Children are important within the Kwanzaa value framework, then, first of all because they are key to the physical survival of the community. But equally important, they are key to the cultural survival and development of the community. It is they who, as Mary M. Bethune taught, are the "heirs and custodians" of our cultural legacy as a people. This dual function as heirs and custodians means that they not only inherit African culture—its narrative and achievements, its views and values—but must assume responsibility for its preservation and expansion.
Kwanzaa, then, places emphasis on children because they are in fact the hope and future of African people in both the biological and cultural sense. Given this reality and the need to bond the generations and develop a reciprocal respect and support between them, African communal society placed great emphasis on reinforcing the bonds between parents and children. This emphasis is present in Kwanzaa and expresses itself in the stress on parental and child affection, shared activities, and value orientation of children toward commitment and priorities that strengthen family, community and culture.
Kwanzaa is a holiday with meaning and roles for all ages, especially children. Whatever the level of comprehension and capacity for participation, children must be allowed and encouraged to participate in Kwanzaa as fully as they are able. To reduce the children to mere recipients of gifts is to duplicate one of the most negative aspects of some Christmas celebrations. Kwanzaa, by its very purpose and principles, requires the full active participation of children. The principles are especially for them, for they are our future. Therefore, unless they learn and absorb these principles, the hope we have in them is futile or at best, on shaky foundations.
Children can participate in various ways. First, they should and can learn, recite and explain the Principles each day at meal times or in a special setting for it. Secondly, they can light the mishumaa for each day and explain each principle. Thirdly, children can help make Kwanzaa cards and other Kwanzaa items, and they can also help make and put up Kwanzaa decorations. This assistance would, in fact, be practice and encouragement of the sixth principle, Kuumba. Children are very creative at early ages and should be encouraged to maintain and develop such a capacity and interest. And Kwanzaa provides an ideal instructive and inspirational context for this.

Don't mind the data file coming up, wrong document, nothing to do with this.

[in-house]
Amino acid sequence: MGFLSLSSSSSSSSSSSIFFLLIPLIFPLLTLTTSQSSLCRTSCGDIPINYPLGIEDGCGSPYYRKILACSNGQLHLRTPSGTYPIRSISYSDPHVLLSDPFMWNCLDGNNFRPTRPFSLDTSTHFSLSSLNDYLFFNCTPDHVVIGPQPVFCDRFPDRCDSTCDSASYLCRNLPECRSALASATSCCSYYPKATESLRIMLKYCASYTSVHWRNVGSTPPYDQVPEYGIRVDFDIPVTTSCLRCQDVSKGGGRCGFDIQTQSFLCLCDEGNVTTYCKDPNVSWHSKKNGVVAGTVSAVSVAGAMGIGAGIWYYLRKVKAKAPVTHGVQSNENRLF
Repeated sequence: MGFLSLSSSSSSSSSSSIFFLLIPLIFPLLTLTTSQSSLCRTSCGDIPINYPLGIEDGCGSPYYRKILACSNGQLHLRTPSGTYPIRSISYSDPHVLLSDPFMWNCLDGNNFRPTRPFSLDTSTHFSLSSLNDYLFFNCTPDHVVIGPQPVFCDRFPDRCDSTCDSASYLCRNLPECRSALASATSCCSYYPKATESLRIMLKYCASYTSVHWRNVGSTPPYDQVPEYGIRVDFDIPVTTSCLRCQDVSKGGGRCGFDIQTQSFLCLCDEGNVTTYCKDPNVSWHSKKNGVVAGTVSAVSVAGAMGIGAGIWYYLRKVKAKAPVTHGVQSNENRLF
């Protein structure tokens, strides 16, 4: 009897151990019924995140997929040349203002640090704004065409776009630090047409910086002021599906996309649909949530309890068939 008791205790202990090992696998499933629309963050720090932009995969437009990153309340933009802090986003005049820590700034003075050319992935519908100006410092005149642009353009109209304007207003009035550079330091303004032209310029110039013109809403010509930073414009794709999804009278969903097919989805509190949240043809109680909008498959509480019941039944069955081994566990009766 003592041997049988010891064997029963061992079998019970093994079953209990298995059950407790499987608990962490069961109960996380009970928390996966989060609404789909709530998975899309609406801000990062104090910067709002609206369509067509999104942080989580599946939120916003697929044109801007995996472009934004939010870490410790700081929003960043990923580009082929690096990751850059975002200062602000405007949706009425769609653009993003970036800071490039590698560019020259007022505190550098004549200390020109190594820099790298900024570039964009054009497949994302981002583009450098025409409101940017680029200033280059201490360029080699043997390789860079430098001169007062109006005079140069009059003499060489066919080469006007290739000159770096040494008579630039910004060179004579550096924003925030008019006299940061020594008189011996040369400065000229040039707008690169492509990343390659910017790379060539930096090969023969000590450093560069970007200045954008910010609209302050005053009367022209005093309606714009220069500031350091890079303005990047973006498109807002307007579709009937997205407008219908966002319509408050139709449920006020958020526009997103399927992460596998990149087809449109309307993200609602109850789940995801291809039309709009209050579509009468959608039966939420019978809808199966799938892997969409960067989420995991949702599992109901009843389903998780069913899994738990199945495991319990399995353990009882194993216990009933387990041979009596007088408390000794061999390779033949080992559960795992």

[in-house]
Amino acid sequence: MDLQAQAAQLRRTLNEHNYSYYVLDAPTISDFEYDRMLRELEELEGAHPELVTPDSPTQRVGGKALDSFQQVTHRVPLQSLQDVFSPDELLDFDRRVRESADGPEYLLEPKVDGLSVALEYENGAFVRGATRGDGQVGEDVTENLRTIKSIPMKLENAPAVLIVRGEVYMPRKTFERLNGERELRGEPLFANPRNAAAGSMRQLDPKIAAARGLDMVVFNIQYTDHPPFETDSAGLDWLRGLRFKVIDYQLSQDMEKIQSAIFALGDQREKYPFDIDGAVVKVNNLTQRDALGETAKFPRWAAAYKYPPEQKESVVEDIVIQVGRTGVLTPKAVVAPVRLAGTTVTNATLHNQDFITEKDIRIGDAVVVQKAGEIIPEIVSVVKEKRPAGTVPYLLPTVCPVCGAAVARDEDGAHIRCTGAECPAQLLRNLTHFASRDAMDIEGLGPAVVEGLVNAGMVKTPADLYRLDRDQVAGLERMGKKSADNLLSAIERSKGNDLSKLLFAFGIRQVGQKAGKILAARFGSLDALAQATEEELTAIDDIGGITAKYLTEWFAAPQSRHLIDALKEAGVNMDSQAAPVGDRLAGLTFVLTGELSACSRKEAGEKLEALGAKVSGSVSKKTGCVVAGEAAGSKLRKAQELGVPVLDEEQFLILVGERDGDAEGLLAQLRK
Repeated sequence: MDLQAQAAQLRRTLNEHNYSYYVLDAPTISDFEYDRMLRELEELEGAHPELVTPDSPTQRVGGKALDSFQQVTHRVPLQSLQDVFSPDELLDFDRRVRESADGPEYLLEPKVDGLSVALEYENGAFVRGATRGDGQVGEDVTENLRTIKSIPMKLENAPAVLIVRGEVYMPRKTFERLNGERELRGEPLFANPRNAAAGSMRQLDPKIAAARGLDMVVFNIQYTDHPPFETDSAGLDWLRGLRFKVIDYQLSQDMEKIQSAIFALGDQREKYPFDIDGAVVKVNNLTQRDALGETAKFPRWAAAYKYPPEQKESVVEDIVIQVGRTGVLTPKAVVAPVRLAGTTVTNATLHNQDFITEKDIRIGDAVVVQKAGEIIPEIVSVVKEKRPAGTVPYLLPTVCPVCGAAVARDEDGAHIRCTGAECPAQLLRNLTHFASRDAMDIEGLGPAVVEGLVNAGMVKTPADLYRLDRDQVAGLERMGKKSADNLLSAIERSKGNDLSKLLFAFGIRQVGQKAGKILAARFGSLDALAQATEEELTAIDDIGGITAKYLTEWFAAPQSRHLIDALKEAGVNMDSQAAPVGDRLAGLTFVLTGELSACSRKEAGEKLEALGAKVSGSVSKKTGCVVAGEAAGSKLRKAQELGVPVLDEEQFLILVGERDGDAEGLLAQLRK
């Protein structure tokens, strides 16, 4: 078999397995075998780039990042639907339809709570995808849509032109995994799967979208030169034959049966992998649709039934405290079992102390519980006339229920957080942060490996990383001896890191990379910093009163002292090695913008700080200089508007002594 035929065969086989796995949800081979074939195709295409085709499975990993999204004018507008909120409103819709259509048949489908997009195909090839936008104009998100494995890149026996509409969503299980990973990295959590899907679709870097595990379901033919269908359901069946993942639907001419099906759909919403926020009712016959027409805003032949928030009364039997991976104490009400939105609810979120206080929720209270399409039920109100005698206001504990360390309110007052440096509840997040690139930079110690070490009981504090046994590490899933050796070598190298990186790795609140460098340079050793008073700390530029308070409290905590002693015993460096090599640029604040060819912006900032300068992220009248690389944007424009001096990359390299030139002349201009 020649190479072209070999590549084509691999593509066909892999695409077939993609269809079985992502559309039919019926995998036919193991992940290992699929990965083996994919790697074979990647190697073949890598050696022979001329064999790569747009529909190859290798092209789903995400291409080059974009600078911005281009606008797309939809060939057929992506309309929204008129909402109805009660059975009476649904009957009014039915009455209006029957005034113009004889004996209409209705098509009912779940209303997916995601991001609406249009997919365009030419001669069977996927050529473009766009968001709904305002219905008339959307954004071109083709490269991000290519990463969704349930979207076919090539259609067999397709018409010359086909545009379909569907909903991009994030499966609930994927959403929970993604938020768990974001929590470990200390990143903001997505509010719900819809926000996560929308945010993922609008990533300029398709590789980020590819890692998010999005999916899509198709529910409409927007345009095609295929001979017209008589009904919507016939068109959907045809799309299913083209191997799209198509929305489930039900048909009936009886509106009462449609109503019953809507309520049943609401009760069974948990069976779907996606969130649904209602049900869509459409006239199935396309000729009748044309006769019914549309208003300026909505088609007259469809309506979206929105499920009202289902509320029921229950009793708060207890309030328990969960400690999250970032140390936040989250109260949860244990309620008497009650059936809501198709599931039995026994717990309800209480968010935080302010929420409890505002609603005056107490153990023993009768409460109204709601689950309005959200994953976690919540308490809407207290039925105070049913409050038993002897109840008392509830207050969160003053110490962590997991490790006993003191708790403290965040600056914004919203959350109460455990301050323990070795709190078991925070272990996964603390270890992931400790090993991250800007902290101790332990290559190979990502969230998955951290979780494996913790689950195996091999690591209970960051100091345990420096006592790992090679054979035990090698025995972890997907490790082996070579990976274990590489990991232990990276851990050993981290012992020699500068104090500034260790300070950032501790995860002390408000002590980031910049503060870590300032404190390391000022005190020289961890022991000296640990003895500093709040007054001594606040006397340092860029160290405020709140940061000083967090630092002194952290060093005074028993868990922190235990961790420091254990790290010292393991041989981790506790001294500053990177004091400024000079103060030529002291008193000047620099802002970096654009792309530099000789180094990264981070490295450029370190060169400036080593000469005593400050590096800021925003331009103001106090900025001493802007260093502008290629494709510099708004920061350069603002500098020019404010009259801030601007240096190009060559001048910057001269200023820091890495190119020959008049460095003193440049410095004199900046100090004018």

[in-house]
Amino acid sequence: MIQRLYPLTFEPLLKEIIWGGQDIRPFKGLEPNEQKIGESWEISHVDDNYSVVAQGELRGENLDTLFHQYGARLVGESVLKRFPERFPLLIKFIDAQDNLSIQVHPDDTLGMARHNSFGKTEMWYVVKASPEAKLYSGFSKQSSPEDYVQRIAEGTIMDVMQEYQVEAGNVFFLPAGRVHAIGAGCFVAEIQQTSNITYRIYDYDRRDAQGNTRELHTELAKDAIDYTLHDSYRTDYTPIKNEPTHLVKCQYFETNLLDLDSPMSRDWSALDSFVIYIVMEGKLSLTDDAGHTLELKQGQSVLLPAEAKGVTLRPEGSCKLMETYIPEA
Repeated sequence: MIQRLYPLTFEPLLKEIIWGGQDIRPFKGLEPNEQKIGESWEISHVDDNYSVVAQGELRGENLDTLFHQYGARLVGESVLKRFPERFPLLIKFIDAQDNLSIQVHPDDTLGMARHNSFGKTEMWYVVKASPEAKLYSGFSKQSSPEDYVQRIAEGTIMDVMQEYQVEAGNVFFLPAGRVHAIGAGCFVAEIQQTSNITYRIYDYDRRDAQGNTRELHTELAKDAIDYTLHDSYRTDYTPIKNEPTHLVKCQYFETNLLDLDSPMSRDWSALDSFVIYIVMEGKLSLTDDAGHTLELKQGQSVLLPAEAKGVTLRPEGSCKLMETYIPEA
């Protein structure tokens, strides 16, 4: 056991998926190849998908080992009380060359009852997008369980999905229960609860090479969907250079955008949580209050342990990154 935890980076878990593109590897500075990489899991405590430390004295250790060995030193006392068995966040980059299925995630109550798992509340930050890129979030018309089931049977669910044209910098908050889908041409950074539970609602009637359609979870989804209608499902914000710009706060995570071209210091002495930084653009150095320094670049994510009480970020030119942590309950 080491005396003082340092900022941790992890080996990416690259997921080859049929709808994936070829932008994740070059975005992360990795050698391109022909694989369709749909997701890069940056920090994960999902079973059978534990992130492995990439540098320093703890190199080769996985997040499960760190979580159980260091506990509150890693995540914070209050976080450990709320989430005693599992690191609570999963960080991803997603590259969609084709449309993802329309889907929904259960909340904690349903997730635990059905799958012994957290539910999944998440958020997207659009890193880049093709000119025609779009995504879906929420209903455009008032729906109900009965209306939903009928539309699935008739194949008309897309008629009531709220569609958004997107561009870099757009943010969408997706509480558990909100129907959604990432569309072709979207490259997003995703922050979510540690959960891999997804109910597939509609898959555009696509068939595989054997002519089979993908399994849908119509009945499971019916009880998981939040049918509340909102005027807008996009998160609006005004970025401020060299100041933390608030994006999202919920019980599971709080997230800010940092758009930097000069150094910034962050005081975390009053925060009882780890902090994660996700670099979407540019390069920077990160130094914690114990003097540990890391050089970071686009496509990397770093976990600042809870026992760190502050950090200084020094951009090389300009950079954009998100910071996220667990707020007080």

Fourthly, children can help prepare special foods and the setting for Kwanzaa meals. They need not be given the responsibility for an entire meal, but they should be given a small but meaningful project which would in turn enhance the meaning and enjoyment of Kwanzaa for them. Finally, children can and should be encouraged to make dramatic, musical and dance presentations in celebration of Kwanzaa at home, school or in the context of their organization. These are just a few main ways children can and should be encouraged to participate. There are countless others and with a little Kuumba adults can discover and encourage them.
Kwanzaa provides unlimited opportunities to apply the principle of Kuumba (Creativity) to engage our children in fun projects where they make, design or build their own Kwanzaa or culturally themed items.
As a cultural holiday. Kwanzaa was designed to celebrate the best of us. Children are encouraged to participate in traditional and contemporary cultural song and dance that celebrates us at our best.
The celebration of Kwanzaa as a whole and each principle separately give us a a chance to explained express each principle thru our long tradition of cultural storytelling and creative games.